In a warming climate, higher air temperatures lead to air that contains more water vapor before becoming saturated, and this means that when it does rain, more water is available to fall. Some parts of the world are getting more rainfall and some are getting less, but heavy downpours have been increasing in most regions of the U.S., and are expected to continue to increase.

Map of the U.S. showing regions where heavy precipitation has increased since the mid-20th century

The map shows percent increases in the amount of precipitation falling in very heavy events (defined as the heaviest 1% of all daily events) from 1958 to 2012 for each region of the continental United States. These trends are larger than natural variations for the Northeast, Midwest, Puerto Rico, Southeast, Great Plains, and Alaska. The trends are not larger than natural variations for the Southwest, Hawai‘i, and the Northwest. The changes shown in this figure are calculated from the beginning and end points of the trends for 1958 to 2012.Map: US Third National Climate Assessment (2014). Original source: updated from Global Climate Change Impacts in the United States (2009); Thomas R. Karl, Jerry Melillo, and Thomas C. Peterson, eds., US Global Change Research Program.

A large amount of rain falling in a short time can overwhelm stormwater management and sewer systems and lead to dangerous, destructive flooding and mudslides. It can also wash nutrients from farms and pollutants into sensitive ecosystems and drinking water reservoirs. Heavy rains can overwhelm the natural shape and flow of a drainage basin and can lead to catastrophic flooding almost anywhere.

One way that cities are addressing the increased risk of heavy rainfall is through the use of green infrastructure. Conventional or “gray” ways of managing heavy rainfall in cities involve capturing the rain with gutters and storm sewers and moving it away through pipes to nearby streams, rivers, or lakes. Green infrastructure incorporates soil, trees, and other plants, and uses them to absorb and filter rainwater. The absorption reduces the amount of stormwater that could potentially flood streets and neighborhoods, and any excess water is cleaner after being filtered.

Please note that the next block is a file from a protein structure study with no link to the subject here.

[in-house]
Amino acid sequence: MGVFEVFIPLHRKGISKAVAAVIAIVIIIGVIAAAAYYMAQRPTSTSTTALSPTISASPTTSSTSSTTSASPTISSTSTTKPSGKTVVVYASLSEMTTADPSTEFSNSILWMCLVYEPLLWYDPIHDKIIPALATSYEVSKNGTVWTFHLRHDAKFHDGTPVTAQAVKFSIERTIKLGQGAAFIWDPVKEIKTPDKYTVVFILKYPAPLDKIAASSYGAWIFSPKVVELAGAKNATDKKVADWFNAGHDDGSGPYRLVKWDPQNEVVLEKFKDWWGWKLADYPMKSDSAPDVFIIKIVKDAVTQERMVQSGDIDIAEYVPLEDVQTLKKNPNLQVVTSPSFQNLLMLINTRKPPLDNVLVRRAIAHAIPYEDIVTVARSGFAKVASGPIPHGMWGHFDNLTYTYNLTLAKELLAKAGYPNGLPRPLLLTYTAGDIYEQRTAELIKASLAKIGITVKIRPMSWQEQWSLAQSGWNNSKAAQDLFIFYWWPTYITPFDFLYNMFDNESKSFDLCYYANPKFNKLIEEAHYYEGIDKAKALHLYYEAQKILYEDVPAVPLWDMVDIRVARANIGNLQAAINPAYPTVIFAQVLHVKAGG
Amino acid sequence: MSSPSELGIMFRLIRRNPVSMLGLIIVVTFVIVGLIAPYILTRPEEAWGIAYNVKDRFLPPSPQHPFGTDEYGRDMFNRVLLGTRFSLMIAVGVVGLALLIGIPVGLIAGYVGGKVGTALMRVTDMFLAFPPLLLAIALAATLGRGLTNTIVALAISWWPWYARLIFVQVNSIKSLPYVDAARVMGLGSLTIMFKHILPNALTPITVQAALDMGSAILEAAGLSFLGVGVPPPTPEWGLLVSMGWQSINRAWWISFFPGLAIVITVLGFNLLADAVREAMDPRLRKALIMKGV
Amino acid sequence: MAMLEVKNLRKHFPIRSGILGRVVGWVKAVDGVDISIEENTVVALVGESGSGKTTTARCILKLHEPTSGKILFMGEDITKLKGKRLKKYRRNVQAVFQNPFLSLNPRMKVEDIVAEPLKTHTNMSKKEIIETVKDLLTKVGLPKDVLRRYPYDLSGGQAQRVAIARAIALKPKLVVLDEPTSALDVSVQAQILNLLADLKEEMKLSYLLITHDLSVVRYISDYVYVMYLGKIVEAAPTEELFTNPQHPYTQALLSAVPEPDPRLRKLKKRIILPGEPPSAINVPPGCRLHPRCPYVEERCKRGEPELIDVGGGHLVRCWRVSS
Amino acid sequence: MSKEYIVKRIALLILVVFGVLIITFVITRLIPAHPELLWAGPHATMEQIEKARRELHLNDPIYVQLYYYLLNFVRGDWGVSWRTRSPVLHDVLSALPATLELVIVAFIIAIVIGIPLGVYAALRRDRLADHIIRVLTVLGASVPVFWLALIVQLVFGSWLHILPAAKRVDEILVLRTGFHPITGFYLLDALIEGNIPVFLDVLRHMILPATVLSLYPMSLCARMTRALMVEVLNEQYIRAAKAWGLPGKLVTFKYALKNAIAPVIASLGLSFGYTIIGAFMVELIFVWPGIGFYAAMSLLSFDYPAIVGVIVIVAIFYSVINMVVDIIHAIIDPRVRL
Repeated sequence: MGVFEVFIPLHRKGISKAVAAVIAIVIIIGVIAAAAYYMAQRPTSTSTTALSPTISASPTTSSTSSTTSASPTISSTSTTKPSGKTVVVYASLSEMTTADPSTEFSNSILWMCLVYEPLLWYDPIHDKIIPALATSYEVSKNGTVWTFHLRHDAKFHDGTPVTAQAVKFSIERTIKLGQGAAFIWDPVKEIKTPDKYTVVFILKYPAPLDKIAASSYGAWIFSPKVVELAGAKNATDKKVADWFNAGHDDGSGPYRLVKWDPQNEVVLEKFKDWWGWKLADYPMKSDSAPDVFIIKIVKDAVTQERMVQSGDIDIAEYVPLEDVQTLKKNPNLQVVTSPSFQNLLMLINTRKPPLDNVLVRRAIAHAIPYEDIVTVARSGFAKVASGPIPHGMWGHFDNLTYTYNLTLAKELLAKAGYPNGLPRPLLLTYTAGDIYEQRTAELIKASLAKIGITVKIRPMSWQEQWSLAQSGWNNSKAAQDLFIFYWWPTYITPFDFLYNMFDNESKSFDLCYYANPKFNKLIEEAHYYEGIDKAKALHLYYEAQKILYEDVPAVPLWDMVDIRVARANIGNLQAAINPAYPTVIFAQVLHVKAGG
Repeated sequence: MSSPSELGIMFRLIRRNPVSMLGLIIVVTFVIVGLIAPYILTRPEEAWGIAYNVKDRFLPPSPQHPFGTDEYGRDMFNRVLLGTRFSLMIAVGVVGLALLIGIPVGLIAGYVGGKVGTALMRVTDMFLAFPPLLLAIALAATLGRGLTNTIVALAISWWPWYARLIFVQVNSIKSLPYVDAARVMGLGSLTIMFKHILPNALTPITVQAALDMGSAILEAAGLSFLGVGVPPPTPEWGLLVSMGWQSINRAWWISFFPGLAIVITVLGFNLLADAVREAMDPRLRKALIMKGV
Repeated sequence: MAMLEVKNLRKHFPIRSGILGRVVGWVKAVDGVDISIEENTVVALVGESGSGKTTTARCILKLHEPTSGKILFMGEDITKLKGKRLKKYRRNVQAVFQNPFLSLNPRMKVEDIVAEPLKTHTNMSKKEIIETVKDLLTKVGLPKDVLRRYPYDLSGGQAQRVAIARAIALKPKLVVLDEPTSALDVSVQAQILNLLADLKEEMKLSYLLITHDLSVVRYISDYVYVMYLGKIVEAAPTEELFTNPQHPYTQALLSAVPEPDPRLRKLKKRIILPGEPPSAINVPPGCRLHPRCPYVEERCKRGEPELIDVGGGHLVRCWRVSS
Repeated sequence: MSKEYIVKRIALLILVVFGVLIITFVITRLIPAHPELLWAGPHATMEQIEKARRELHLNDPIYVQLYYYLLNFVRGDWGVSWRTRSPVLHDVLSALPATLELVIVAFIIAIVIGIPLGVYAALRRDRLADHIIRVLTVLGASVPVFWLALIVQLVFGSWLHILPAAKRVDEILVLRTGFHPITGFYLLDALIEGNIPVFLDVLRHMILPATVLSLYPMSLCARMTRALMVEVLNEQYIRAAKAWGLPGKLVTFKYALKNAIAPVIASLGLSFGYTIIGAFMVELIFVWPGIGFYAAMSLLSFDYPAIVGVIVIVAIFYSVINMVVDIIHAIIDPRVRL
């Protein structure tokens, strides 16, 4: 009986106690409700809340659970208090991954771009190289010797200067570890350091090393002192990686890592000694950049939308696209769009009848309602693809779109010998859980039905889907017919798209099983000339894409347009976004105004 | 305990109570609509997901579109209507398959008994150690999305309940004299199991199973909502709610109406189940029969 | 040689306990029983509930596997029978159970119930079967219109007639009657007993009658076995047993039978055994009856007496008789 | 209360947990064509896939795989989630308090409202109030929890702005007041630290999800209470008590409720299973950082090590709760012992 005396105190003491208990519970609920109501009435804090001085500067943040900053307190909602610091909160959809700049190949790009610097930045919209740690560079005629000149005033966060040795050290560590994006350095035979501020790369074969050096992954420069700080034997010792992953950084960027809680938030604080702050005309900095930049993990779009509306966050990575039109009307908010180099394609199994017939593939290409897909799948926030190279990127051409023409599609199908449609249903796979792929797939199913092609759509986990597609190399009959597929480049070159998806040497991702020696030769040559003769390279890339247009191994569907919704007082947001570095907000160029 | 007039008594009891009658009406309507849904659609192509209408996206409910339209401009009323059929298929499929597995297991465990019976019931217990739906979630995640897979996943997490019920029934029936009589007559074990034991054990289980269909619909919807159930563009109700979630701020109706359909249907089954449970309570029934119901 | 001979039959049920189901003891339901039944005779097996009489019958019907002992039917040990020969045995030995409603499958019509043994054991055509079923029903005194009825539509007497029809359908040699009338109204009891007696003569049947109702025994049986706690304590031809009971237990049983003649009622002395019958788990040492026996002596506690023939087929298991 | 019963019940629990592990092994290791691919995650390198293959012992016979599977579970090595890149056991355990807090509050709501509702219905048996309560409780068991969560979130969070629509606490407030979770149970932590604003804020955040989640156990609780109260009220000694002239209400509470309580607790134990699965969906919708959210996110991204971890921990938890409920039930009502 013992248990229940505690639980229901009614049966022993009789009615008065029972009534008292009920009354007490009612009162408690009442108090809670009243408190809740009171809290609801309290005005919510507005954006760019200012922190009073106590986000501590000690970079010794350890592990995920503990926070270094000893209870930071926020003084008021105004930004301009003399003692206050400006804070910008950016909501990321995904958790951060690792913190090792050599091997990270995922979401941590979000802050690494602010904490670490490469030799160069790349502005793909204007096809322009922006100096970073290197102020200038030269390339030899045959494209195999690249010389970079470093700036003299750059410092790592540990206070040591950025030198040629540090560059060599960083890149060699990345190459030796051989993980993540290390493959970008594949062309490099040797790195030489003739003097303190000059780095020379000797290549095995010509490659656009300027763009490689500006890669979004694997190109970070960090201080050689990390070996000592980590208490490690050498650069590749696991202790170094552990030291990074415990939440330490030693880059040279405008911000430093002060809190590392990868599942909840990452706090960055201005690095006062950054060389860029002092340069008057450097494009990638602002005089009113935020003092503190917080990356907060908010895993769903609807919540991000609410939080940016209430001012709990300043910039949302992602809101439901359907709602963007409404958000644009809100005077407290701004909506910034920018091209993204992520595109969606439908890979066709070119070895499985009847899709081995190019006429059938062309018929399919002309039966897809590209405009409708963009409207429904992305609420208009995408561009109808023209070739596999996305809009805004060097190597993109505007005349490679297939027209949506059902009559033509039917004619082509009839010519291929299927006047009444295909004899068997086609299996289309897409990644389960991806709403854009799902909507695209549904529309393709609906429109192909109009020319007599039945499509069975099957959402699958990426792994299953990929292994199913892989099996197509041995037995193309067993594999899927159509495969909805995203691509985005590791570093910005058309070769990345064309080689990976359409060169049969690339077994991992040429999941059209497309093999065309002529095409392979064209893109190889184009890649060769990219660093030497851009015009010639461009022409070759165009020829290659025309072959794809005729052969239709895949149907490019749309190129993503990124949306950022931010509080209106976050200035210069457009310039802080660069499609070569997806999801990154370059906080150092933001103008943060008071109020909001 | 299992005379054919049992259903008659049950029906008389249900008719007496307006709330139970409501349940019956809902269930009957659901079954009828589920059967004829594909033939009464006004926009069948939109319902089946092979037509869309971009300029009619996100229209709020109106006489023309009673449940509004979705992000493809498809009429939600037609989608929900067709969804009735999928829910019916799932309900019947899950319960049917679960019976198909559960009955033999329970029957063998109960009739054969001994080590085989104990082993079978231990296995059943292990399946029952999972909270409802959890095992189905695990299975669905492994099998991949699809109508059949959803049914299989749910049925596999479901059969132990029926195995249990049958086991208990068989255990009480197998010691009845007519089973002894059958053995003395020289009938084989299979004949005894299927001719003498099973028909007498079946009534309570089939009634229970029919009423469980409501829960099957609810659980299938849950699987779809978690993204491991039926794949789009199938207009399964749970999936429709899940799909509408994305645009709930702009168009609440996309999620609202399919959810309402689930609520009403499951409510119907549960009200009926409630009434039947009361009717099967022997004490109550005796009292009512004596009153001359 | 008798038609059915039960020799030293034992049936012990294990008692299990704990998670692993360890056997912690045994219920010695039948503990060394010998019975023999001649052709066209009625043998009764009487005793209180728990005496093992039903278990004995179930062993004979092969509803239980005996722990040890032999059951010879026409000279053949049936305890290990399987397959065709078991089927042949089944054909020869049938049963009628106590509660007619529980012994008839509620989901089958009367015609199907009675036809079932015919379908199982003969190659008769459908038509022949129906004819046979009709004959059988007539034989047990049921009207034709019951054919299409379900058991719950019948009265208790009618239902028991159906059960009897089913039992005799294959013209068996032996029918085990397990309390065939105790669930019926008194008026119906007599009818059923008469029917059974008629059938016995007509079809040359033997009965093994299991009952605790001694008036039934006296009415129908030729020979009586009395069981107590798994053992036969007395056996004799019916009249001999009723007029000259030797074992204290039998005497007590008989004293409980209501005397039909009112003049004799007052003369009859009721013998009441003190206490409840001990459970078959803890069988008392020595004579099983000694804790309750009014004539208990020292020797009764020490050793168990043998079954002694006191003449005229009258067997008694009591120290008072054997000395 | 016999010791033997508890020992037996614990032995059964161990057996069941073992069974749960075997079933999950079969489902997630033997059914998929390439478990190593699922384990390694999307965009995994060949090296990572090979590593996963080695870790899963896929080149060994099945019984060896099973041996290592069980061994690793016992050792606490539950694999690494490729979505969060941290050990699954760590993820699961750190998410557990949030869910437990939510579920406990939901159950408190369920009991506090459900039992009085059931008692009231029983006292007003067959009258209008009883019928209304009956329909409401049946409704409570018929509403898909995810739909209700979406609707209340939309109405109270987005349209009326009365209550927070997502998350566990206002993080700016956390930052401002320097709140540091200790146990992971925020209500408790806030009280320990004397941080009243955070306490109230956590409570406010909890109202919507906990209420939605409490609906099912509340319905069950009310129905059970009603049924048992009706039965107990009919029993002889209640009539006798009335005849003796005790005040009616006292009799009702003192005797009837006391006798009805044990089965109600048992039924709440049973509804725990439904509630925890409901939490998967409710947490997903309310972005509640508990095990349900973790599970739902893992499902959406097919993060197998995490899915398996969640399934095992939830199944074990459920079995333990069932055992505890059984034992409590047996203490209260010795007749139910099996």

One example of green infrastructure is a rain garden, typically a basin near a sidewalk or street containing decorative plants. The garden collects and absorbs rainwater, reducing pollution and preventing flooding. Building and maintaining a rain garden can be an excellent experiential education project for a school (see rain garden resources on the Summary and Additional Resources page of this chapter for guidance).

A bioswale is a type of rain garden built as a channel along a street or parking lot. Bioswales absorb and filter water, and they also slow water down as it moves along the channel, reducing the risk of flooding. Paved areas such as parking lots can also be built to absorb stormwater, using permeable pavement instead of plants. This type of pavement has small holes that allow water to drain into the soil below.

Rain garden next to a playground, soaking up rainwater
Rain garden near a public playground in Kew Gardens Hills, Queens, NY. Photo: Tdorante10 (CC BY-SA 4.0) via Wikimedia Commons

Photo of permeable pavement in an alley
Permeable pavement in an alley in Chicago, IL. Photo: US EPA, public domain via Wikimedia Commons.

Riparian buffers are plantings of native plants along streambanks, and they can help prevent a multitude of problems associated with heavy downpours. The long roots of the plants can help stabilize streambanks, reducing soil erosion. The plants can soak up nutrients from farm fields that would otherwise runoff into streams and degrade the water quality. This can also help reduce nutrient runoff into lakes, reducing the nutrient loading that can feed harmful algal blooms. Riparian buffers also provide habitat for aquatic and terrestrial wildlife.

Aerial photo of trees and other plants growing along the banks of a creek, surrounded by farm fields on both sides.

Riparian buffer on Bear Creek in Story County, Iowa, with farm fields on either side. Photo: USDA, public domain via Wikimedia Commons